Opinion: Maintaining friendships during COVID-19 is harder than ever. Here’s why I keep trying.


When it comes to friendships, I’ve always preferred quality over quantity: the kind of friends with whom you can talk about anything and who support you unconditionally. But over the past year, due to both external and internal circumstances, making and maintaining friendships has become harder for me.

Even as a person with anxiety, I found it easy to make friends during my first two years at Oxy. I reached out to classmates to study with me or get lunch at the Marketplace. By sophomore year I had a group that I spent most of my time with. They were a strong support system and helped me feel confident and happy while at school. I was ready to take a big risk: studying abroad in Argentina.

The social aspects of Argentina were difficult. I missed my friends and family and I felt excluded by the students in my program. This experience made me even more excited to return to campus to finish my junior and senior years. However, the classes were harder and most of my friends were abroad. My friends on campus had made newer, closer friends. It hurt to see that we had grown apart. Eventually, I was able to reach out and form new friendships. Then COVID-19 hit.

When Oxy made the official announcement that the spring semester would be remote, I was at the Exploratorium in San Francisco with some of my senior friends. We had been riding public transportation, eating at restaurants and enjoying each other’s company. As I received Oxy’s email, I looked around sadly at my friends who were in their last semester of college. I remember as I said goodbye, I had a sinking feeling in my chest, like a child who had let go of a shiny red balloon too soon. I watched them float away and I felt powerless in these new circumstances.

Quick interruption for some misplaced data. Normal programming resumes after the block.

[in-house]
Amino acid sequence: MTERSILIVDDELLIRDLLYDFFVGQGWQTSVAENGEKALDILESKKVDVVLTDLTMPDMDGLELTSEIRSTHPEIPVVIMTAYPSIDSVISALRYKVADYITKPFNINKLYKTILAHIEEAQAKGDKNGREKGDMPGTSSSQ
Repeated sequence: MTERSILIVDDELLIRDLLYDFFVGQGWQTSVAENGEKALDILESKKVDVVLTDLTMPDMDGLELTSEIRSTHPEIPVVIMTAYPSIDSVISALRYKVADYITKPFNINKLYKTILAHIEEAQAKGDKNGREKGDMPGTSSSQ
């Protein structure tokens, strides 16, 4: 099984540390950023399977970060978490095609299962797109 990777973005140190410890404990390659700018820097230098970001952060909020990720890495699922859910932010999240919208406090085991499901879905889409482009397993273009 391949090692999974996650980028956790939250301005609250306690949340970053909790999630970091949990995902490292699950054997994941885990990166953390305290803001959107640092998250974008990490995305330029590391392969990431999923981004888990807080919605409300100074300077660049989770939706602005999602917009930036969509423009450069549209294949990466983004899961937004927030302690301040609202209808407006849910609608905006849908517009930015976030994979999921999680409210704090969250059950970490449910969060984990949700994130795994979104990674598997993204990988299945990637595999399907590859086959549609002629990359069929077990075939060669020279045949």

During quarantine I lost touch with many of my Oxy friends. Although I tried to reach out via text, it was hard to make an effort to keep up with people whom I’d normally see every day. In March and April, I’d often wake up with no motivation. Online school felt strange and unengaging. I had trouble doing work I once found easy. Without anything to distract me, I became overwhelmed by the news, whether it was politics, the pandemic or racial injustices. My mental health suffered as I carried the burdens of the virus alone.

To treat my growing feelings of depression and loneliness, I went back to therapy. Together, my therapist and I realized that one of the causes of my COVID-induced lack of motivation was the absence of interaction with friends. When I was at Oxy, my friends inspired me to get outside my comfort zone. We’d explore Malibu and the 626 Night Market together — places I’d never face on my own. In our conversations, they’d challenge and develop my beliefs and provide me the motivation to be a confident, resilient person. One of the strategies my therapist and I devised to improve my mental health was reconnecting with friends. Here are three things I do to help me maintain a social life during COVID-19.

First, I seek out safe in-person experiences instead of just online interactions. Since COVID-19 regulations require people to meet outdoors, my friends and I walk on the beach, picnic outdoors or hike. Hanging out in person with friends outdoors gives me the double benefit of getting both exercise and social interaction, which are both scientifically proven ways to improve mental health.

Second, I evaluate my relationships and maintain those that are reciprocated. I’ve had the discouraging experiences of texting someone and receiving no response and calling someone only to hear them talk only about themselves. It frustrated me that these friends didn’t put any effort into staying in touch or care about my feelings or needs. Now, I am more motivated to reach out to people who support my growth and well-being.

Third, I reach out to extended family members, which supports their mental health as well as my own. I’ve been calling my grandmother more often and I even helped her build her own website to sell her felted scarves. I’ve also been able to help my grandmother navigate Zoom. Older people like grandparents, who are especially vulnerable to COVID-19, tend to be more isolated than younger people, so reaching out to them is especially important right now. I know she appreciates the tech support and I appreciate her calming and grounding presence in my life.

It’s okay if you don’t feel you are able to make friends right now. The world is such a frustrating place and things we took for granted — like another year of college on campus — are no longer possible. However, when you are ready, I hope you find strategies that work well for you. I hope this article gives you the courage to reach out and plan something with friends you haven’t talked to in a while or people with whom you share a class or interest. If you’re really struggling, you can always contact me: I’m open to making new friends.